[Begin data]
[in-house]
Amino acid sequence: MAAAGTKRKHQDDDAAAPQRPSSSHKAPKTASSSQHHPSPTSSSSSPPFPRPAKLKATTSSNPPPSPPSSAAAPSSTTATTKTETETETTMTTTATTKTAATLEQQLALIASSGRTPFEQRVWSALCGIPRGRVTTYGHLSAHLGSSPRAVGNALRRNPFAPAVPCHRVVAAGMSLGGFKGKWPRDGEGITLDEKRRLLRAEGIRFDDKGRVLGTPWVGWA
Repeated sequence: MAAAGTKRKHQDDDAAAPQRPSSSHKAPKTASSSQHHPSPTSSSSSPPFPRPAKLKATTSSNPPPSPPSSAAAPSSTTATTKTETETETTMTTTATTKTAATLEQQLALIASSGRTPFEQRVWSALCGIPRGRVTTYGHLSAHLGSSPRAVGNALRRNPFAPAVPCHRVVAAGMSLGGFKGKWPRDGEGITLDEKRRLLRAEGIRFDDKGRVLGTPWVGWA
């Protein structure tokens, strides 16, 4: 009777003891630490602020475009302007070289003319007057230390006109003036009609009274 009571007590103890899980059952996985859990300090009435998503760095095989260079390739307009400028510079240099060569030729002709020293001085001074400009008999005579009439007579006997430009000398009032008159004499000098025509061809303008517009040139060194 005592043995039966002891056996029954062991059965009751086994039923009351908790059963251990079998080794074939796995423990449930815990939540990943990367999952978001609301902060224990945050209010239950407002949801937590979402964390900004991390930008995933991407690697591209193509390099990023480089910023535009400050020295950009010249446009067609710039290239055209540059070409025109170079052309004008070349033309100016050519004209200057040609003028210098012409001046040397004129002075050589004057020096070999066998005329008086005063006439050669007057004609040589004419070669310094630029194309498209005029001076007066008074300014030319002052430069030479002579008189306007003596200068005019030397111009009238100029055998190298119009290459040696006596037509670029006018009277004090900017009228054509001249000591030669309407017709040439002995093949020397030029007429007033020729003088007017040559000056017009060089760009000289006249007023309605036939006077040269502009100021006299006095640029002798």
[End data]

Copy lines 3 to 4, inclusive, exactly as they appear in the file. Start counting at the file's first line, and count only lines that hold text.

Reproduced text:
Repeated sequence: MAAAGTKRKHQDDDAAAPQRPSSSHKAPKTASSSQHHPSPTSSSSSPPFPRPAKLKATTSSNPPPSPPSSAAAPSSTTATTKTETETETTMTTTATTKTAATLEQQLALIASSGRTPFEQRVWSALCGIPRGRVTTYGHLSAHLGSSPRAVGNALRRNPFAPAVPCHRVVAAGMSLGGFKGKWPRDGEGITLDEKRRLLRAEGIRFDDKGRVLGTPWVGWA
């Protein structure tokens, strides 16, 4: 009777003891630490602020475009302007070289003319007057230390006109003036009609009274 009571007590103890899980059952996985859990300090009435998503760095095989260079390739307009400028510079240099060569030729002709020293001085001074400009008999005579009439007579006997430009000398009032008159004499000098025509061809303008517009040139060194 005592043995039966002891056996029954062991059965009751086994039923009351908790059963251990079998080794074939796995423990449930815990939540990943990367999952978001609301902060224990945050209010239950407002949801937590979402964390900004991390930008995933991407690697591209193509390099990023480089910023535009400050020295950009010249446009067609710039290239055209540059070409025109170079052309004008070349033309100016050519004209200057040609003028210098012409001046040397004129002075050589004057020096070999066998005329008086005063006439050669007057004609040589004419070669310094630029194309498209005029001076007066008074300014030319002052430069030479002579008189306007003596200068005019030397111009009238100029055998190298119009290459040696006596037509670029006018009277004090900017009228054509001249000591030669309407017709040439002995093949020397030029007429007033020729003088007017040559000056017009060089760009000289006249007023309605036939006077040269502009100021006299006095640029002798």